Jul 27, 2023
As Traditional Bulbs Fade Out, LED Lights Keep Improving
Advertisement Supported by They last much longer, can be dimmed and produce light in a variety of colors. By Arlene Hirst This article is part of our Design special section about making the
They last much longer, can be dimmed and produce light in a variety of colors.
By Arlene Hirst
This article is part of our Design special section about making the environment a creative partner in the design of beautiful homes.
More than any other technology, LEDs, or light-emitting diodes, have transformed the universe of illumination. Tiny yet mighty, these energy-saving wonders have replaced the once-ubiquitous incandescent bulb, the majority of which will be banned by the Energy Department as of this summer.
There is simply no contest. LEDs use 90 percent less energy and last up to 25 times longer than incandescent bulbs. And though they have been known to flicker, buzz, overheat and cast colder, bluer light than incandescents, many improvements have been made since they first appeared on the market more than 20 years ago.
LEDs are now dimmable, with their light available in a range of colors, some warmer, some cooler. They are stealthy and can assume the familiar forms of old-fashioned bulbs or disappear altogether into the fixture, manifesting themselves only as bright beams.
In the early days, when LEDs lasted a mere 25,000 hours, they couldn’t be swapped after burning out, making the entire lamp defunct. Now they have life spans of 50,000 hours and are more likely to be replaceable.
Lighting companies are also revamping the manufacturing process, using fewer materials in more efficient and sustainable ways. Here are some shining recent examples.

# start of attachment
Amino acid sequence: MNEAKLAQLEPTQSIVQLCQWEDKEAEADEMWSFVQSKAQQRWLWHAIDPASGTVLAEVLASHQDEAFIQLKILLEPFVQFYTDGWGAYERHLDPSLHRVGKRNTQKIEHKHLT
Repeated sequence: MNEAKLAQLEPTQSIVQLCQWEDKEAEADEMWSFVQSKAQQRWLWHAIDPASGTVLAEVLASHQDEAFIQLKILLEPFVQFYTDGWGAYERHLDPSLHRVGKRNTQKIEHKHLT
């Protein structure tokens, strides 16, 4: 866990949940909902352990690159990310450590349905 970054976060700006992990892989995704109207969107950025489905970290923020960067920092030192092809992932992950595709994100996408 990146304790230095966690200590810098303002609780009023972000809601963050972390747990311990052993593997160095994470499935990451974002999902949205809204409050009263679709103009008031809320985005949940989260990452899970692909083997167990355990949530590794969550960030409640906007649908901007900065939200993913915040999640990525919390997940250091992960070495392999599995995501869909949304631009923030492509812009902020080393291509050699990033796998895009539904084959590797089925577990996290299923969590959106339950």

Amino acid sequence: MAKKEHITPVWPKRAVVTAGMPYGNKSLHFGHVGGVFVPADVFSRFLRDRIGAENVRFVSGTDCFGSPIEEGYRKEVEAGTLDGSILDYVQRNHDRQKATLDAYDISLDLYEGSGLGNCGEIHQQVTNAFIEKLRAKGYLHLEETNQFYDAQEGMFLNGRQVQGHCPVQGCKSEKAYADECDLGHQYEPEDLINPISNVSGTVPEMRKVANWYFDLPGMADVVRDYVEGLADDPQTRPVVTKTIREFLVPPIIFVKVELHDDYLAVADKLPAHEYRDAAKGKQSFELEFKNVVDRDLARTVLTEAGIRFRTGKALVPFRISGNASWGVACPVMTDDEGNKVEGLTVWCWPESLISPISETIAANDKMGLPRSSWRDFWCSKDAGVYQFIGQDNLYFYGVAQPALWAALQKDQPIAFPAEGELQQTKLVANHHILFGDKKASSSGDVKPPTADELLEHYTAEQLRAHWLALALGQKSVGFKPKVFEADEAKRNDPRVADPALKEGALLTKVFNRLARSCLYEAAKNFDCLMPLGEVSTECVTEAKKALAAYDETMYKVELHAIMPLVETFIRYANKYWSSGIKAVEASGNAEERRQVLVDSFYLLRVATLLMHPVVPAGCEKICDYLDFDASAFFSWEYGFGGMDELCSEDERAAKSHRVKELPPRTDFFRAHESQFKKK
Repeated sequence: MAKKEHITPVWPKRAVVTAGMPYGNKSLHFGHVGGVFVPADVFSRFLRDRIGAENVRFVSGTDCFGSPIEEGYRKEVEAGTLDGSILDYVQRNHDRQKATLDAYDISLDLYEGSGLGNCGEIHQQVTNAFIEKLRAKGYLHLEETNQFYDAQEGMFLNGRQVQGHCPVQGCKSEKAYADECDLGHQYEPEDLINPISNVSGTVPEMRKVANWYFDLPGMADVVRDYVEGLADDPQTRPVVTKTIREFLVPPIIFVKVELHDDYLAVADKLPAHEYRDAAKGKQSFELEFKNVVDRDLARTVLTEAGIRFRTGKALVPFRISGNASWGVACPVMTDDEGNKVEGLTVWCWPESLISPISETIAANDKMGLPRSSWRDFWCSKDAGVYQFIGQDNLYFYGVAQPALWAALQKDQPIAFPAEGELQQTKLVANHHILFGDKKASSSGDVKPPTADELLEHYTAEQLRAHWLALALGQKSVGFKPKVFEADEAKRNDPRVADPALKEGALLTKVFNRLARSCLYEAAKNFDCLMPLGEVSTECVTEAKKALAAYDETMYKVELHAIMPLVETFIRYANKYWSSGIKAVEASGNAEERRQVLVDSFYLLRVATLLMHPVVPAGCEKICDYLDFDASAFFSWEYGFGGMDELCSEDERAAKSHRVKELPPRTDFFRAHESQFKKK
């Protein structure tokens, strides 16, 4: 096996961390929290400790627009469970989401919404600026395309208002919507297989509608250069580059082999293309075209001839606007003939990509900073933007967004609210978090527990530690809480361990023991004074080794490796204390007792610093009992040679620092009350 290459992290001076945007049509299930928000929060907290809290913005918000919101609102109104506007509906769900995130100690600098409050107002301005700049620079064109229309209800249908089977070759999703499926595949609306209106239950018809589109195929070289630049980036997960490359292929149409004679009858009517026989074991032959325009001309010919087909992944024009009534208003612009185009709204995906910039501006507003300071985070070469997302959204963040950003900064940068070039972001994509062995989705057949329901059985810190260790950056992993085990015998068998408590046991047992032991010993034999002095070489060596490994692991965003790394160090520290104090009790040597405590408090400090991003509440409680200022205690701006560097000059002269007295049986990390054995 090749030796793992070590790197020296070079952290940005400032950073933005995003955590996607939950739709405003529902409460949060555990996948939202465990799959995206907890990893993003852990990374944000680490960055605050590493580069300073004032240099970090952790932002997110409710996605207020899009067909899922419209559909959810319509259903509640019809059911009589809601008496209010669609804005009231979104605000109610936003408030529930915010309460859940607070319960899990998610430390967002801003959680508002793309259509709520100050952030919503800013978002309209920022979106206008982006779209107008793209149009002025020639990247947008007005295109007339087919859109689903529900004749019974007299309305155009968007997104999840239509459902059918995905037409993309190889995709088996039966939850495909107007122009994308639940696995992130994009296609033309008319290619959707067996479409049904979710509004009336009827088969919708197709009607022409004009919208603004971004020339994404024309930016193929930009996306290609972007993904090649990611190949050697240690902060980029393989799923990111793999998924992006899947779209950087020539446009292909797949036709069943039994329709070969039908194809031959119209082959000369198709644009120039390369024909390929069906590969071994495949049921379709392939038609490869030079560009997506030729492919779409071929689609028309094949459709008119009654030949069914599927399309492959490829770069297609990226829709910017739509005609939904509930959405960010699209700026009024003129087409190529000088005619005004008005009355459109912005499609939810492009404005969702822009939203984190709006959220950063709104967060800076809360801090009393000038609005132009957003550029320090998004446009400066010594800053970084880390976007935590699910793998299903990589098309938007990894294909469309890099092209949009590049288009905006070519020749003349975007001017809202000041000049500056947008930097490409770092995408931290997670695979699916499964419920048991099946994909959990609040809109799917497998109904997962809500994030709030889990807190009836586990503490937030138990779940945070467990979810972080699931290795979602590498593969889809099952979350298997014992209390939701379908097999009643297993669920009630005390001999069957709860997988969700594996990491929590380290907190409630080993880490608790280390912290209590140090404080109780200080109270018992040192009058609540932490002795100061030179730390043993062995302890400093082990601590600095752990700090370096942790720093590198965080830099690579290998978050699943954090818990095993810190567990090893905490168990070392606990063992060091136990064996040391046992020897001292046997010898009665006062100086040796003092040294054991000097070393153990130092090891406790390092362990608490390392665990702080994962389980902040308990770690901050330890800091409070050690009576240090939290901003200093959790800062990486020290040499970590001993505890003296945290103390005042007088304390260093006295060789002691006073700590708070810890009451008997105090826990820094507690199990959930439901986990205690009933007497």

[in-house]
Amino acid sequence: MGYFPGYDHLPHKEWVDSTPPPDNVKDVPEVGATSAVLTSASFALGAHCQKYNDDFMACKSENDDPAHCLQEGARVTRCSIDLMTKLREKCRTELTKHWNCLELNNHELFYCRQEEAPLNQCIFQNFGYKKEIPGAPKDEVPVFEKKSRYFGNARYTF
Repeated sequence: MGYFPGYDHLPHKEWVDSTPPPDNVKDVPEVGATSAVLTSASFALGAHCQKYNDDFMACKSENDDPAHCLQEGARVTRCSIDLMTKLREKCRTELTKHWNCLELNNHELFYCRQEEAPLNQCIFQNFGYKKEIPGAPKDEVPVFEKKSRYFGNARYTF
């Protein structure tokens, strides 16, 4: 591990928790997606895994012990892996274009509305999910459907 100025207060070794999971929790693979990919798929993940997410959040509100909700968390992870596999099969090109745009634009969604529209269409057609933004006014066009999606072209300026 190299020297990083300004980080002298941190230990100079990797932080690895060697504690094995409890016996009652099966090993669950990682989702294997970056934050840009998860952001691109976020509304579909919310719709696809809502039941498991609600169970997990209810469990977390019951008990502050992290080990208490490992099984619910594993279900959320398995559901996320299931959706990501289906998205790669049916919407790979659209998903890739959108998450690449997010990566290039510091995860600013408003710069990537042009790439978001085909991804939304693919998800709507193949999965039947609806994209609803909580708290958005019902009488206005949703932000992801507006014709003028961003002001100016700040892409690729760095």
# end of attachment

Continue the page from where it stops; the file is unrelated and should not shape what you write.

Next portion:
Almendra (Spanish for almonds), Patricia Urquiola’s pendant lighting system for Flos, has been “future proofed,” said Paolo Brambilla of the firm Calvi Brambilla, the Italian lighting company’s design curators, meaning that each of its components can be replaced or recycled. The head, with its embedded LEDs, rotates up to 60 degrees and is mounted on a linear or curved stem with many possible configurations; from $4,300 for Organic pendant version shown. lumens.com.
Graypants Studio, a Seattle design company, introduced its Scraplight fixture in 2008, with a corrugated paper shade that is 50 percent recycled cardboard. Now the light features COB (chip-on-board) diodes that are built directly into the printed circuit board, reducing energy consumption and ensuring even illumination; from $545 for Disc pendant shown (comes in three sizes and colors). graypants.com.
The 10-year-old lamp designed by Dirk Winkel, the best seller for its Swedish manufacturer, Wastberg, has recently been radically improved. The lamp’s body is now recycled aluminum rather than steel (the material doesn’t degenerate in the recycling process and less is required in production) and incorporates full-spectrum LEDs for versatile light color. This new version of the Winkel lamp, called w227, offers a choice of arms in two different lengths and several mounting options; $362. wastberg.com.
The recyclable T.O pendant light, designed by Pablo Pardo and Carmine Deganello, is fitted with a single strip of LEDs, providing an unbroken line of illumination. The strip is embedded in a tube suspended between two woven fabric belts, which are available in a range of colors. More tubes can be added to the fixture for extra brightness. Turning a knob at the base rotates the lamp a full 360-degrees; from $950. aplusrstore.com.
In the belief that less is more sustainable, the Italian lighting company Artemide has collaborated with BIG, the architectural office headed by Bjarke Ingels, on a family of lamps whose minimal weight reduces the energy used in production by 20 percent. Called Vine, the lamps consist of just two aluminum rings — one for the base and one for the head — joined with a slim aluminum stem that houses the electronics. The base is a zinc alloy. The integrated LED light source is dimmable and replaceable; about $339 for spot wall light (shown). shop.mohd.it
The Belgian designer Sylvain Willenz collaborated with RBW to produce Print, a light fixture that can be installed with an Ethernet cable, reducing energy consumption by as much as 30 percent. Print has a prismatic faceted glass globe that encloses its LEDs and can be flush mounted to the ceiling, hung as a pendant or transformed into a wall sconce. It can also be used outdoors; from about $609. rbw.com